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Collective Infectious Units and the Social Evolution of Viruses

Periodic Reporting for period 4 - Vis-a-Vis (Collective Infectious Units and the Social Evolution of Viruses)

Reporting period: 2021-11-01 to 2022-04-30

In contrast to the classical notion that virions function as independent infectious units, recent work has shown that viruses are often transmitted as more complex structures, such as aggregates of virions or lipid vesicles harboring multiple infectious particles ("collective infectious units"). These recent discoveries lay the groundwork for the evolution of social interactions, a previously unappreciated facet of viruses. This project has investigated how collective infectious units drive virus-virus interactions. To do so, we have used the conceptual framework provided by the theory of social evolution, which had previously been validated in different types or organisms, but not in viruses. Our model systems have included enteroviruses, vesicular stomatitis viruses, baculoviruses and bacteriophages. Experimental work with these viruses has been complemented by simulations and modeling. We have shown that collective spread can provide viruses with an immediate fitness benefit that is most relevant during the early stages of infection. These benefits stem from faster production of viral progeny, which can help viruses stay ahead of innate immune responses. However, in the long term, collective spread may favor the emergence of defective viruses that function as social cheaters and have a negative impact on viral fitness. The emergence of cheaters depends on a number of factors, such as the genetic composition of collective infectious units, the spatial structure of the population, and the frequency with which collective infectious units are formed. The results of this project have been published in 16 original research articles and eight reviews, opinion articles or book chapters. The results have also been presented in multiple invited talks and congresses, as well as in journals, blogs and interviews aimed at the general public.
The main objectives of the project have been successfully achieved. We have characterized different types of collective infectious units (CIUs), such as virion aggregates and virion-containing lipid microvesicles, and investigated the genetic basis of these CIUs. We have shown that CIUs promote cellular co-infection with multiple viral particles. Co-infection enhances short-term viral fitness by accelerating early progeny production, which allows viruses to outpace innate immunity. We have found that viral replication is an inherently cooperative process, such that cells initially infected by multiple viral particles produce a disproportionately greater amount of viral progeny. Although cooperation between different virus variants is probably not responsible for the fitness advantage associated with CIUs, by promoting genetic complementation CIUs could increase within-host viral diversity and viral evolvability. We have shown that CIUs can promote the emergence of defective viruses, which function as social cheats. Some viruses, such as enteroviruses and baculoviruses, exhibit mechanisms to increase genetic relatedness within CIUs, thereby preventing the spread of cheaters. We have also shown that virus-virus interactions can take place in the absence of cellular co-infection, such as during evasion of innate immunity mediated by paracrine signaling. Finally, we have extended the project objectives to bacteriophages by investigating a recently discovered phage communication system and exploring the role of phage depolymerases as a public good involved in host tropism.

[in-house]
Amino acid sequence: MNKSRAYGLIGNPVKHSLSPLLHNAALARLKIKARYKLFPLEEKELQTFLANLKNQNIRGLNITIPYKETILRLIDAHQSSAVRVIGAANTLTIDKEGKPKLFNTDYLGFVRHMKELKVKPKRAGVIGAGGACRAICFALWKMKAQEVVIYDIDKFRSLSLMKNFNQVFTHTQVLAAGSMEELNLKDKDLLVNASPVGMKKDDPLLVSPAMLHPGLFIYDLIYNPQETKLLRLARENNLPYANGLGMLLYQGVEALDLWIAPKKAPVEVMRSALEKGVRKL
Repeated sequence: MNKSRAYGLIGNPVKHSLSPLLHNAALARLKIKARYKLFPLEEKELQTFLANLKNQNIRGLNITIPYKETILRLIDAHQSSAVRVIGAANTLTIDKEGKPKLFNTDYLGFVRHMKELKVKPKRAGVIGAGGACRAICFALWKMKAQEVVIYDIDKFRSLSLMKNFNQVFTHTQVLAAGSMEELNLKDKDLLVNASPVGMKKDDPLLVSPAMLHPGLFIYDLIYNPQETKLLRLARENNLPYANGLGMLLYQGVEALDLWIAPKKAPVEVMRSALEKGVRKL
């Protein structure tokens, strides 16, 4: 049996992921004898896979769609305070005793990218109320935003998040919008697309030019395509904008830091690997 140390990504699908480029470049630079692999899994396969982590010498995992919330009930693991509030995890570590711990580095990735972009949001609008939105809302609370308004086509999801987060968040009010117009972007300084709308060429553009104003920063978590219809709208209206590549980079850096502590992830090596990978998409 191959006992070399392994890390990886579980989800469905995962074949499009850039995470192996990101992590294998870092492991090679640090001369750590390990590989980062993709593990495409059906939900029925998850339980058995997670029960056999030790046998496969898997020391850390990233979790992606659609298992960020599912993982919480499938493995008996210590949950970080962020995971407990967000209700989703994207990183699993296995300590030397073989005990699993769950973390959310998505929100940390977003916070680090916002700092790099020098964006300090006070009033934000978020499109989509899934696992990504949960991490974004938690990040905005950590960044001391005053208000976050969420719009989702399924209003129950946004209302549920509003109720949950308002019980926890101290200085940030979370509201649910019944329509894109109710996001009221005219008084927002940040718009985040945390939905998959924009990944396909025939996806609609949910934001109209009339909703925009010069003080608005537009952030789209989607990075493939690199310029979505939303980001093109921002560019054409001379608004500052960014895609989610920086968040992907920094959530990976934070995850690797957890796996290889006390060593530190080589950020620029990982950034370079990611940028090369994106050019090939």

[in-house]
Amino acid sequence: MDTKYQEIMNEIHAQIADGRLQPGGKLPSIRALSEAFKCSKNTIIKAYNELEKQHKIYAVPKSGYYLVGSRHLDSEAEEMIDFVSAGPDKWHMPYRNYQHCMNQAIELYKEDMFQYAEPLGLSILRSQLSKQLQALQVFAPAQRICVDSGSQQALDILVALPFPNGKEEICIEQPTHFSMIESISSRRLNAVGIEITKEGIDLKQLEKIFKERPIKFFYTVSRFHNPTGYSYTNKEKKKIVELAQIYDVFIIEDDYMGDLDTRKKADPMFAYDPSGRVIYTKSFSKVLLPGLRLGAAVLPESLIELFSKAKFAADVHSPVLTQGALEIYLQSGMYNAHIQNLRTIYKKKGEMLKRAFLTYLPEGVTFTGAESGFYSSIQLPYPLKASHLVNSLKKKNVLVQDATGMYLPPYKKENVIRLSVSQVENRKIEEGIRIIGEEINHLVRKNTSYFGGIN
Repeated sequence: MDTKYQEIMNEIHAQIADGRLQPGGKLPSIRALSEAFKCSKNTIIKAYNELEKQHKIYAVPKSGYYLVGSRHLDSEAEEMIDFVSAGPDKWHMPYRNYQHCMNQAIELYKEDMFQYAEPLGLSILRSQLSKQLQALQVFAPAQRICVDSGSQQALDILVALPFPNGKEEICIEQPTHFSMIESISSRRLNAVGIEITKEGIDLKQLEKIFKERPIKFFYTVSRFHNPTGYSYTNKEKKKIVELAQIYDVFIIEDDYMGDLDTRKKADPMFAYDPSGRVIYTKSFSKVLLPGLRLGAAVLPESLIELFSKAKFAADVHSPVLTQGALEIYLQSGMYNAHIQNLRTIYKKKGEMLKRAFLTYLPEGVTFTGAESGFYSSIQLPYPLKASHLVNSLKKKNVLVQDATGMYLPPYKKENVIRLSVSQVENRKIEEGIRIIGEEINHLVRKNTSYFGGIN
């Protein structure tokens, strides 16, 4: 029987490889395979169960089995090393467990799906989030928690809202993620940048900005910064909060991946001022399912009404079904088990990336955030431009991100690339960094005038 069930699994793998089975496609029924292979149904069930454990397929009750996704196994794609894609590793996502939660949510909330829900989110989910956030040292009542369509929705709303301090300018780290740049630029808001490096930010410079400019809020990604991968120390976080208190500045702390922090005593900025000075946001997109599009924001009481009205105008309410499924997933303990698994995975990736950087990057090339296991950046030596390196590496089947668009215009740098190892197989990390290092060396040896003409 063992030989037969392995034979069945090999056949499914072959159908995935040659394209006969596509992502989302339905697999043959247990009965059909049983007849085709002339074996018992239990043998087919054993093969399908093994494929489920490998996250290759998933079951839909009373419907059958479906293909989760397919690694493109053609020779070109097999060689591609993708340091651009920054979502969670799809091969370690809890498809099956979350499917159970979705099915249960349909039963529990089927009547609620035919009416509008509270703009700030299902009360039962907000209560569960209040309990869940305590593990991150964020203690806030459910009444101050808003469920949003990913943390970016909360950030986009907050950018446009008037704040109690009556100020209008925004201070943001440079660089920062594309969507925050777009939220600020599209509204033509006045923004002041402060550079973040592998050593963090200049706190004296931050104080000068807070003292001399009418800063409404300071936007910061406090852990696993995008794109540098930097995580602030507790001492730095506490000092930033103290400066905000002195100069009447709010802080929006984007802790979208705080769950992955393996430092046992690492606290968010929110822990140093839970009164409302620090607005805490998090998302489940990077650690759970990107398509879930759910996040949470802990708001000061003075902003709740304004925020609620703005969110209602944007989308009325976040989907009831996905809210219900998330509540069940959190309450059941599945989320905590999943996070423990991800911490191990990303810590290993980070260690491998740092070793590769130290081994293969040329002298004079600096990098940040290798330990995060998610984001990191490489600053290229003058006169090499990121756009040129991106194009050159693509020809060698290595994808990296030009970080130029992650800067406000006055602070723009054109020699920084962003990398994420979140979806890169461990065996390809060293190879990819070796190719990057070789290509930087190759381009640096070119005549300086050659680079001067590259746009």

We have shown for the first time that viral innate immunity evasion is a social trait that can be modeled using well-established theoretical frameworks, such as Hamilton's rule and game theory. This brings together concepts from the fields of social evolution and virology and should inspire further work in this direction.

We have demonstrated and characterized the process by which collective infectious units arise from free virions in a model virus (vesicular stomatitis virus), and found that this process is triggered by saliva, a natural dissemination pathway for this and other viruses.

We have unraveled the genetic basis of viral encapsulation in lipid microvesicles in an enterovirus, which should stimulate research on the association between viral replication and cellular membranes.

We have also demonstrated the Allee effect in a virus. This effect consists of a positive relationship between the number of viral genomes that initiate infection and the per-capita reproduction rate of the virus. The Allee effect is a well-known concept in ecology, but it has never been applied to viruses.

We have shown that viral replication is an inherently cooperative process, a finding of great generality and with long-term implications in virology.
Vesicular stomatitis virion aggregate